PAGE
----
Wherever we turn in the business community, we are constantly bombarded with the words "customer service." If you don't serve your customers, someone else will. I believe that most OCS firms strive to give quality service to their clients; but once in a while you have to think outside the box and be different. If everyone gave the same service, then it would become the norm, and yours would be neither better nor worse than your competition's.
So, here is what happened in my company that made a big difference in customer loyalty, and increased sales to our upper midsize to largest customers.
Two of our inside telephone sales customer service representatives came to me with the idea that they would like to visit the customers who they had been speaking to for many years, and get to know them on a more personal level. They felt that their rapport was excellent on the phone, but would be even better if they could meet them in person. They pointed out that if they could strengthen those relationships, sales would be stronger, and so they and the company would make more money.
I felt that there was a lot of merit to what they said, and I promised to present their request at our next managers' meeting.
One of the very few downsides to arranging these direct meetings with the telephone sales reps' customers was that we would lose their order-taking and selling skills while they were in the field. Nevertheless, we decided to give their idea a try, and so our marketing department came up with a list of 20% of our larger customers who would be visited during a period of 90 days.
These two reps could not be out of the office at the same time, and they could leave the office after 10:30 a.m., so they could still answer the vast majority of incoming calls. We promised our four other customer service telephone reps that, if the program worked, they would have the same opportunity if they desired it.
Our marketing team laid out the following agenda for our two reps, with input from all of our telephone CSRs:
1. Bring doughnuts or cookies to each account visited;
2. Take photos of all of the contacts visited, with each rep in picture;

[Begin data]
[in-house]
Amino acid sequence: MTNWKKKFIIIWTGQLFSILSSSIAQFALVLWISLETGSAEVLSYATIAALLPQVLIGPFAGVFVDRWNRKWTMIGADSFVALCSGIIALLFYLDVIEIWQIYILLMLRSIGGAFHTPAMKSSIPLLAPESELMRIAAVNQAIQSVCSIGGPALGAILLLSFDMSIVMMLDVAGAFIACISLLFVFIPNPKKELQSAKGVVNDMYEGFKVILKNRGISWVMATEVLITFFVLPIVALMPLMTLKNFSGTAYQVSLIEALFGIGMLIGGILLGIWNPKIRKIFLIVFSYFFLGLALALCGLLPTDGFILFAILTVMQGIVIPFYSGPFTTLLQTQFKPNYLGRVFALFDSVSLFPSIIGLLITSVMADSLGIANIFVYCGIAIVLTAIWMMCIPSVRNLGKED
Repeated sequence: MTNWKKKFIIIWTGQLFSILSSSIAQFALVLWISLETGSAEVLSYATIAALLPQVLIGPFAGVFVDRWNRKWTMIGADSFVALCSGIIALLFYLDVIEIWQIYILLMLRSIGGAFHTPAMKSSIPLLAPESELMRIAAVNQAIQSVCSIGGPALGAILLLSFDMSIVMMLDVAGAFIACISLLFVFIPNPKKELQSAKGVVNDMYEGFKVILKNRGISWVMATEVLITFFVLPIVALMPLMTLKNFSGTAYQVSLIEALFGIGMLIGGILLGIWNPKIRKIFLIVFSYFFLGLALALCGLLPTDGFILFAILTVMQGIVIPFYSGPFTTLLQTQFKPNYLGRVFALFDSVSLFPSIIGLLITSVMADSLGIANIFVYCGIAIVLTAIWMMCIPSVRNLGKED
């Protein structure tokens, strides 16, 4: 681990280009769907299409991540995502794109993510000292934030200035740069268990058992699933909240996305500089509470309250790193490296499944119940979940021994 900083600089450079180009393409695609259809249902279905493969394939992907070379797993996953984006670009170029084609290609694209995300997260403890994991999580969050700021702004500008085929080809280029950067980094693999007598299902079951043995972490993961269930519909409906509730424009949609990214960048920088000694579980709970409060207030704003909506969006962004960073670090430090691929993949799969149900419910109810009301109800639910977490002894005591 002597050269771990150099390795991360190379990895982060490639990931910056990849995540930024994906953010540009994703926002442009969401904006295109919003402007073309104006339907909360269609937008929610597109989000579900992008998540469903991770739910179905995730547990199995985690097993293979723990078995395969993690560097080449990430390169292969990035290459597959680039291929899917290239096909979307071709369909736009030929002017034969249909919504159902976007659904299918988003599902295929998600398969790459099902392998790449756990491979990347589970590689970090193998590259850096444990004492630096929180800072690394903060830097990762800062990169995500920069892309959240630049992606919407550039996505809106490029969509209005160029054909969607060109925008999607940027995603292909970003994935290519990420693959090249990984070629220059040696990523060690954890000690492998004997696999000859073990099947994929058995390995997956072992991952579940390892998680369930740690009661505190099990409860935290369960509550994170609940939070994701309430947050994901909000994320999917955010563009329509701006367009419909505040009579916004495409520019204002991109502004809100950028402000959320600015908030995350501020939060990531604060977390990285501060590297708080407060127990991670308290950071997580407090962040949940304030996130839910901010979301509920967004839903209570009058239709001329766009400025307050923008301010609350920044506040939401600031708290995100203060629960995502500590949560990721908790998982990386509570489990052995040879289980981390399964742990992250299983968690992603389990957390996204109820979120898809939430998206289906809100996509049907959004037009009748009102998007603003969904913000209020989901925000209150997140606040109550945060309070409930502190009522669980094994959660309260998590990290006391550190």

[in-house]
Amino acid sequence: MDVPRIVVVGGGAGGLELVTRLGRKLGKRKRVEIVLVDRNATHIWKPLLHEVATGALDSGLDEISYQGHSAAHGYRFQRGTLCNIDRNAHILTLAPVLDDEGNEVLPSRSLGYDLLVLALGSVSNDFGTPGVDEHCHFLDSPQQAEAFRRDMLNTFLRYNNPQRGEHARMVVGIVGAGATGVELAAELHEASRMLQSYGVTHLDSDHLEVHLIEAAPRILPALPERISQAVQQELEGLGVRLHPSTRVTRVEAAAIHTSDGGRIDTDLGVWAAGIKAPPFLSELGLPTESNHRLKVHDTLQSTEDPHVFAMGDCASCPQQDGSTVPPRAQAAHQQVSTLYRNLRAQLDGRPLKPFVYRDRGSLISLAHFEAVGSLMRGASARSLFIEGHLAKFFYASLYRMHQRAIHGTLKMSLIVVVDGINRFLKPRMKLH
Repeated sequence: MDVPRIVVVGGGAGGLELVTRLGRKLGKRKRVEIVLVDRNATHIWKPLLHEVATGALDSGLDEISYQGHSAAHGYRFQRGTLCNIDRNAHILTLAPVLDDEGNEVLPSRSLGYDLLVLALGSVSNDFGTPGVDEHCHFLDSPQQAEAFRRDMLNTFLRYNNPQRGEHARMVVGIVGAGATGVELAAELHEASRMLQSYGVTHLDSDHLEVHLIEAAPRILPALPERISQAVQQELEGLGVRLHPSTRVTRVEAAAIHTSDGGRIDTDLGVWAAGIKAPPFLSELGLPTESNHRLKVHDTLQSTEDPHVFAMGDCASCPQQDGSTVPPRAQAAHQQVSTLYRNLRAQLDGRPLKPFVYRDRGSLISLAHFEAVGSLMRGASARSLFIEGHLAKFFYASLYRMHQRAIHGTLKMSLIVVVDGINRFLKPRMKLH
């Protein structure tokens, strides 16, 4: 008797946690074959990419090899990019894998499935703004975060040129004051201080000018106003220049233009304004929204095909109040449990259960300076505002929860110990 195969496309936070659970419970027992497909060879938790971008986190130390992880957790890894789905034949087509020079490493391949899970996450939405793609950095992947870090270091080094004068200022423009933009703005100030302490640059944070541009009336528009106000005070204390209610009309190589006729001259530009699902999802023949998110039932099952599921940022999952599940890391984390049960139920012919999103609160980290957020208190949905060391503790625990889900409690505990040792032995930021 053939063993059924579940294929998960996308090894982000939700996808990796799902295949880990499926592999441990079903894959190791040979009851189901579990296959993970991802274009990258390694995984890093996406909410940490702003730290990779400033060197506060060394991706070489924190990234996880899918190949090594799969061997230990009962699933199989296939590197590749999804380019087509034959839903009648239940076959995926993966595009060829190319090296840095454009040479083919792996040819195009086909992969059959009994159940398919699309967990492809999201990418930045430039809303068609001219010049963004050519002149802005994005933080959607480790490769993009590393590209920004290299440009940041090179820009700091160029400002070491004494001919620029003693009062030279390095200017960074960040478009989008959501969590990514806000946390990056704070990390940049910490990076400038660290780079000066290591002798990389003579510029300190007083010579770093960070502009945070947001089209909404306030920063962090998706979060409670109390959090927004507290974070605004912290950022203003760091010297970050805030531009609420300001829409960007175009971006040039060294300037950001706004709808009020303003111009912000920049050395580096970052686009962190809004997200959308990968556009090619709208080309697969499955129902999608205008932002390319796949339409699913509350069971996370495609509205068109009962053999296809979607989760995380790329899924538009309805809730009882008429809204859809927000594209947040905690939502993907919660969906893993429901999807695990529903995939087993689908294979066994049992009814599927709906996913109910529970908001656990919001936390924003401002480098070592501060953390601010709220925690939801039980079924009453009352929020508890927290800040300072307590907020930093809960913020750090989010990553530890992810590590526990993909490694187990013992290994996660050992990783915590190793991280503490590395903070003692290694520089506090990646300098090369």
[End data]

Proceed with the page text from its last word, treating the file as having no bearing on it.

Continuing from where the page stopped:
3. Send the photo to the contact at a later date;
4. Post the photos on our company bulletin-board of contacts, so all our reps would know them;
7. Ask for water cooler or coffee services, if a client did not have both;
8. Get a personal history from each contact, without being too intrusive:
c. Anything special about them: awards, honors, charities, etc.
d. The names of their kids, if any;
9. Ask what our company could do that would make us more valuable to our customers;
10. Ask what other products we should carry for them, personally;
11. Task for referrals and a letter of recommendation, within 30 days of visit;
12. Analyze the next six months' purchasing history, to see if there was any increase in ordering.
Lunch was permitted with any of the top 10% of their clients, with advance appointments. The past ordering history was provided to the reps, so they knew what was, and was not, being purchased.
These personal visits provided an incentive for our four other reps to go out and see some of their top customers, and for one of the two reps mentioned above. We allowed each of them to pick their top 10 clients and arranged for them to make visits, too.
Once we got positive feedback from the first 10 visits, we gave our other four CSRs permission to go to their next top 10 accounts by themselves.
Benefits derived from our expanded customer service visits:
1. Decrease in the number of lost quality accounts;
2. Increase in allied product sales;
3. Increase in category sales (water service, janitorial, paper products, beverages);
4. Greater understanding of what our customers wanted from us;
5. Greater appreciation of our reps and our company;
6. Increase of accounts through referrals;
7. Steadily increasing loyalty on the part of our larger accounts, through contacts receiving birthday cards, etc. throughout the year;
8. Increased compensation for the CSRs on all new products or services they generated for the first 90 days after their visits;
9. Account salespeople received increased commissions after 90 days (see below):
10. Strong profitability in the long run for our company.
You may be asking yourself, "How did these CSR visits affect commissions for the salesperson who called on those larger accounts?"
It was explained to the sales staff that their commissions would only be affected for all of the new business generated in the first 90 days. Their regular commissions would increase after the 90-day period, so they had everything to gain in the long run.
This large-account marketing sales program is a sure winner for your OCS company. Plan it out and implement it slowly.
If you have any questions on the above or have any new ideas on sales and marketing, please let me know. I can be reached at (516) 241-4883 or OCSconsultant@aol.com.
LEN RASHKIN is a pioneer in office coffee service. He founded Coffee Sip in 1968 and after 22 years merged it with Dell Coffee, of which he became president in 1991. Sales at Dell topped $7 million dollars. Rashkin is also a founder and officer of Eastern Coffee Service Association and National Beverage Products Association. His industry honors include NCSA's (now NAMA) Silver Service Award and NBPA's Lifetime Achievement Award; he was inducted into NBPA's Hall of Fame in 1996. His marketing excellence earned him NBPA's Crystal Bean Award and three NCSA Java Awards. He is a frequent speaker at national and local trade conferences, consults on OCS sales and marketing and has is the author of two OCS training programs.